Tears & Gears
With the prospect of rain, slippery roots, steep climbs and aggressive grizzly bears, why would you ever want to trail run? Because, despite all of the reasons that scream not to, it feels good to be outside, to do something new, and to challenge yourself.
When Abi Moore and Krista Turcasso asked me to join the Tears & Gears race last fall, I hesitated. I've never been a trail runner and races make me nervous. But true to form, I couldn't say no, and I found myself at the start line.
The pair created the event seven years ago, combining two of their loves – running and biking – into a race meant to inspire people to try both sports within Fernie's beautiful trail system. Competitors of all ages run, jog and bicycle, and then sip beer and eat cheeseburgers afterwards.
The race can only be described as an epic mountain duathlon; an 11-kilometre trail run paired with a 12-kilometre cross-country mountain bike, competed as a solo athlete or within a team. I invite my Swedish friend Emma to join me – she will bike, I will run.
The rain is relentless on race day – an otherwise scorching summer seems to have transformed overnight. The wind chills our faces, the rain seeps into our bones. I meet Emma at her house, both of us hidden beneath raincoats.
“You wearing your socks?” she asks, pointing to her feet.
“You bet I am.”
The socks are white and turquoise with the Tears & Gears logo wrapped along the tube. It's what excites us most – matching socks.
The running route meanders along Old Stumpy, up the steep ascent of Oh Dear, to R-Trail, Kush and then back to the Aquatic Centre where the bikers begin their pedal. The previous week I tackle my first trail run up and down Lazy Lizard near Island Lake Lodge (a nine kilometre loop). I've been training for the half marathon and the run isn't nearly as unpleasant as anticipated. It's actually quite refreshing.
When the whistle blows and the race starts I take a steady pace. The first portion along Old Stumpy is rocky, not slippery. I follow behind other runners, some of whom have already disappeared into the forest ahead of me.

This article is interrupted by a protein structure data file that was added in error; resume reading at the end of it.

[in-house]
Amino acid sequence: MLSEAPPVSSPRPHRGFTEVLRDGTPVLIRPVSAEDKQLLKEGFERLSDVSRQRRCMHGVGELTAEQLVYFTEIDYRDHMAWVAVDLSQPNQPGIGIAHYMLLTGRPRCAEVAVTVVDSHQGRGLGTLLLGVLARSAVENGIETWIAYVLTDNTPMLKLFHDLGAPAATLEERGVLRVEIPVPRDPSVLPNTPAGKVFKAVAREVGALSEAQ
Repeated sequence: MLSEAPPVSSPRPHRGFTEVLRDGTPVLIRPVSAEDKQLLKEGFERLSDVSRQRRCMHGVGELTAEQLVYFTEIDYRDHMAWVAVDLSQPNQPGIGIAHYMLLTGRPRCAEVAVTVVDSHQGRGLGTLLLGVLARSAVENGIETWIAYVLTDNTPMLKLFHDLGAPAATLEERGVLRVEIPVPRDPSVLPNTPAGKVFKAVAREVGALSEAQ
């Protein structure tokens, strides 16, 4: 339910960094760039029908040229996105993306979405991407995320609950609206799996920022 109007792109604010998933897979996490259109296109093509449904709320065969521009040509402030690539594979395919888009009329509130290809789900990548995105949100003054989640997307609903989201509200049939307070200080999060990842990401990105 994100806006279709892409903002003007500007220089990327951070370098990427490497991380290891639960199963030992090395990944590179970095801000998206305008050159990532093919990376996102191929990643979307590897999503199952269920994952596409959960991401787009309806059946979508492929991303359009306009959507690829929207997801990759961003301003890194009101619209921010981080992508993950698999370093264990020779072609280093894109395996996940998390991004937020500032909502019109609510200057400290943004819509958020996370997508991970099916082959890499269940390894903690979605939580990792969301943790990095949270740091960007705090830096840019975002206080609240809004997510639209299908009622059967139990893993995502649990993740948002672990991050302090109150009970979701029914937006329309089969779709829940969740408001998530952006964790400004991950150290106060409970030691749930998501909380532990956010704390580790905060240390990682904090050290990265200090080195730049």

I reach the Oh Dear trail and slow my run up the steep, muddy climb. I slip on the saturated earth and begin a steady walk, soon finding pace with a few other girls. We pick up our run again and I pay no attention to the tiredness in my legs. Trail-running has proven a delight – a challenge, of course, but a delight.
I leap between roots and around puddles at hidden corners. Mud splashes up my legs and into the whites of my prized socks. Trail running is certainly not mundane – there are so many curves and obstacles to be mindful of that there is no time to wallow in runner's woe.
I hear a fellow runner, Heather Mong, behind me.
“I love trail running,” she says, to no one in particular. We chat about running and I realize I agree with her wholeheartedly.
When the finish line comes into sight I pick up my pace. Emma waits for me, her bike at the ready, and as I reach her we high-five before she cruises into her 12-kilometre route. I finish in 1:23:28. It's not my fastest time, but trail running is technical. I'm soaked and so very satisfied.
I warm up with a drink and wait for Emma to roll across the finish line an hour later. When she does we hug it out, grab our Tears & Gears pints and fill them with Fernie brew. Fernie Mountain is capped with snow, and though the sky is dark with rain, the drops feels like liquid sunshine.
“The mud, it's the best part,” says Emma, her face speckled. “I love mud.”
When the winners are announced we learn we've placed third in the Women's Classic, totalling a time of 2:32:18. We celebrate with more beer and cheeseburgers, followed by steaming hot showers.
Admittedly, there is no better feeling than discovering yet another reason to get outside.